If you’ve got access to the internet, than that tells me you have access to some sort of power (roughly 12% of the world still does not).

If you’re still reading this, it means you’ve likely got a place to sleep and some food to eat (about half the world has one, but not both of these)

Considering that most of my audience is in the US, you are among the wealthiest 5% of the world population.

And staying on that thread, if you’re in the US, you have access to healthcare if and when you need it (all political discussion aside, about 1/3 of the world still have little to no access)

So that’s really just 5 things that I’ve ascertained just from the fact that you’re reading this blog that put you, at worst in the top echelon of the world population. How far could you take this little exercise?

Well, give it a try. Do you have a family, drive a car, walk down the street without fear, go to the grocery store when you need something, or pour a glass of water whenever you want? The good stuff is all around us. We just need to be keen on looking for it.

So things didn’t work out. I’m  sorry, I really am. But don’t let previous failures keep you from trying again. Or at the very least trying something new or in a different way. There are tons of stories of “failures” that just kept going until they made it work .

After all, problems are just opportunities that don’t have a solution yet. Go be the one to find it.

Putting it All Together

To summarize this series, we all come up against considerable challenges to living our life on purpose. We’ve discussed:

Fear

Self Doubt

Worry

Naysayers

Getting over your past

Lack of clarity and focus

Health issues

Everyday busyness

Loss of a loved one

and

Failure, or letdown.

But now you are armed with ways to confront those obstacles, overcome them, face the truth of the matter, and begin to become who you were meant to be. These posts will not ensure that you’ll never encounter them again, but if and when you do, you now have the knowledge needed to get out of your own way.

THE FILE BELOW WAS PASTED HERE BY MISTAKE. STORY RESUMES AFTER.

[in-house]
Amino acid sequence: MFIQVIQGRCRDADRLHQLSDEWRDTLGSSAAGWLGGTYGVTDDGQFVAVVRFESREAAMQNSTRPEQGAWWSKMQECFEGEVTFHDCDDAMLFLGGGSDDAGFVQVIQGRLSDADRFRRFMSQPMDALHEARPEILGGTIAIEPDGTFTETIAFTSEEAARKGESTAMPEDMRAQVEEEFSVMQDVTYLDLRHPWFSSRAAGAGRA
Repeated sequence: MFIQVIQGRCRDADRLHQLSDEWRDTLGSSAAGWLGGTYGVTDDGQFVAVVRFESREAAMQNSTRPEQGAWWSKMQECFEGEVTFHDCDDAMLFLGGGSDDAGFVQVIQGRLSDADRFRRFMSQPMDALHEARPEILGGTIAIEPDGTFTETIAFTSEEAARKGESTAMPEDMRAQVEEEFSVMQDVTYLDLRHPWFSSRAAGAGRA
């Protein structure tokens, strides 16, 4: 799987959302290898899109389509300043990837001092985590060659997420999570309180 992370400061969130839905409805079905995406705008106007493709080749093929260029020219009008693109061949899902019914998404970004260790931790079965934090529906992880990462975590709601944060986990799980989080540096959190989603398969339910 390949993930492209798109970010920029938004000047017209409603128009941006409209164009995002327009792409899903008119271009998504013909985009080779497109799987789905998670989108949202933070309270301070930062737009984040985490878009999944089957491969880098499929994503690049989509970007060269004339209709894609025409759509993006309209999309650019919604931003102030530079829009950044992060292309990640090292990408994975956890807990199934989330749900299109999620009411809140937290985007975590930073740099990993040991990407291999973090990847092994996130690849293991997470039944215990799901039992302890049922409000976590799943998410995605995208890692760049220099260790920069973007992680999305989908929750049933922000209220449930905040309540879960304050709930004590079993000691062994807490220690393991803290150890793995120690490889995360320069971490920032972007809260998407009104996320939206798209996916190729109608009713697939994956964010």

Get Out of Your Own Way (Part 2)

4 thoughts on “Get Out of Your Own Way (Part 2)

  • August 23, 2015 at 10:30 am
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    GREAT article Kevin! Good timing for me to read it too.

    Reply
    • August 24, 2015 at 2:54 pm
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      That’s awesome to hear Kim! Thanks so much for the encouragement! Let me know if there is anything I can help with.

      Reply
  • September 2, 2015 at 12:14 pm
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    Great article(s), Kevin. Very practical and I love how you dispel the myths. I especially related to the fear that somehow I’ve missed it. I also just started a blog recently and find myself being pulled into the comparison vortex, seeing people who have done something similar for longer and thinking that I’m just arriving late to the party and there’s no room for my message. But I keep writing and trust that over time I’ll find my clear voice and the people who need to hear it. Thanks for this encouraging post! Keep it up.

    Reply
    • September 3, 2015 at 7:49 am
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      Thanks Nancy! Yeah I think that’s a common feeling, that we’re “too late”. I often joke that I was born either 10 years too early or 150 years too late! I think the balance between creating your art and trusting that the people who need to hear it will find it is a delicate one. I love that you’re moving and creating, but don’t wait. I’d recommend getting really clear on who you’re speaking to, and then go find them to bring them back to your work. The internet is a big place and I, personally at least, don’t want to leave it solely to chance that they’ll find me. So I’d encourage you to keep going and tell the world what you have to share. Let them sort it out if they want to hear it or not!
      And thank YOU for the encouragement, and I urge you to keep it up yourself!

      Reply